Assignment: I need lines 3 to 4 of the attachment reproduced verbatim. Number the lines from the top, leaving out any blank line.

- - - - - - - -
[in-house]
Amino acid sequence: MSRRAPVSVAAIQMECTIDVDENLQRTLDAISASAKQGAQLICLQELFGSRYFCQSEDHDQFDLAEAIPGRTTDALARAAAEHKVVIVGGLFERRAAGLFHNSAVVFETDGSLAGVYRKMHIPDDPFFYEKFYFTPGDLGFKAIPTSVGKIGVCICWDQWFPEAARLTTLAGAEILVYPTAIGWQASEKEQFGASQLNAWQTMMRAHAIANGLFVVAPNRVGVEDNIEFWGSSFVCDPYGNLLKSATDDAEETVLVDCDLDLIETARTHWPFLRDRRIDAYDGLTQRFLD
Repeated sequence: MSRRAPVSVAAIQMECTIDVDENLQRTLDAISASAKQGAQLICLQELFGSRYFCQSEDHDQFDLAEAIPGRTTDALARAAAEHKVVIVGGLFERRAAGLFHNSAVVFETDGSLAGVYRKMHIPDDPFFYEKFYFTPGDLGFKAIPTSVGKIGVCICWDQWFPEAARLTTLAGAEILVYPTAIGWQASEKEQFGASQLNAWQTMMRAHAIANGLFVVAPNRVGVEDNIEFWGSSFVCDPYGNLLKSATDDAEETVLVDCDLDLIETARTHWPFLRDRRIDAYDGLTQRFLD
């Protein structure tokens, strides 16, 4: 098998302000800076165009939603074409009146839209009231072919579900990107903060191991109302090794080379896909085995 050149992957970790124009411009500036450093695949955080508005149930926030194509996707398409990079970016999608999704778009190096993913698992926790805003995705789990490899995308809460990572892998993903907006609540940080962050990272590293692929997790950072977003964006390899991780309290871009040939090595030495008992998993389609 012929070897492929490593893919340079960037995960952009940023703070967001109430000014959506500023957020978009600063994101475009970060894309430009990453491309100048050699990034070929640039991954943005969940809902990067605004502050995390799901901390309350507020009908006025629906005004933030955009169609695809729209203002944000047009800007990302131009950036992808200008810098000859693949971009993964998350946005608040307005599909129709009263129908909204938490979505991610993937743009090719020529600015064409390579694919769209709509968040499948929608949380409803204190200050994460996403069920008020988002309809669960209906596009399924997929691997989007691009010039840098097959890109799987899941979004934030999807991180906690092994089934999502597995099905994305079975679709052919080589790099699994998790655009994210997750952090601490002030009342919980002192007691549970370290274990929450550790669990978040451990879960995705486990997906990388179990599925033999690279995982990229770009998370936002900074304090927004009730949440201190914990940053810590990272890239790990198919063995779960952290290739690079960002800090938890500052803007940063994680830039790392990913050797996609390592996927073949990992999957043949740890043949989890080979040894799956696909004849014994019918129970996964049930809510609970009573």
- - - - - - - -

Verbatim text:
Repeated sequence: MSRRAPVSVAAIQMECTIDVDENLQRTLDAISASAKQGAQLICLQELFGSRYFCQSEDHDQFDLAEAIPGRTTDALARAAAEHKVVIVGGLFERRAAGLFHNSAVVFETDGSLAGVYRKMHIPDDPFFYEKFYFTPGDLGFKAIPTSVGKIGVCICWDQWFPEAARLTTLAGAEILVYPTAIGWQASEKEQFGASQLNAWQTMMRAHAIANGLFVVAPNRVGVEDNIEFWGSSFVCDPYGNLLKSATDDAEETVLVDCDLDLIETARTHWPFLRDRRIDAYDGLTQRFLD
């Protein structure tokens, strides 16, 4: 098998302000800076165009939603074409009146839209009231072919579900990107903060191991109302090794080379896909085995 050149992957970790124009411009500036450093695949955080508005149930926030194509996707398409990079970016999608999704778009190096993913698992926790805003995705789990490899995308809460990572892998993903907006609540940080962050990272590293692929997790950072977003964006390899991780309290871009040939090595030495008992998993389609 012929070897492929490593893919340079960037995960952009940023703070967001109430000014959506500023957020978009600063994101475009970060894309430009990453491309100048050699990034070929640039991954943005969940809902990067605004502050995390799901901390309350507020009908006025629906005004933030955009169609695809729209203002944000047009800007990302131009950036992808200008810098000859693949971009993964998350946005608040307005599909129709009263129908909204938490979505991610993937743009090719020529600015064409390579694919769209709509968040499948929608949380409803204190200050994460996403069920008020988002309809669960209906596009399924997929691997989007691009010039840098097959890109799987899941979004934030999807991180906690092994089934999502597995099905994305079975679709052919080589790099699994998790655009994210997750952090601490002030009342919980002192007691549970370290274990929450550790669990978040451990879960995705486990997906990388179990599925033999690279995982990229770009998370936002900074304090927004009730949440201190914990940053810590990272890239790990198919063995779960952290290739690079960002800090938890500052803007940063994680830039790392990913050797996609390592996927073949990992999957043949740890043949989890080979040894799956696909004849014994019918129970996964049930809510609970009573």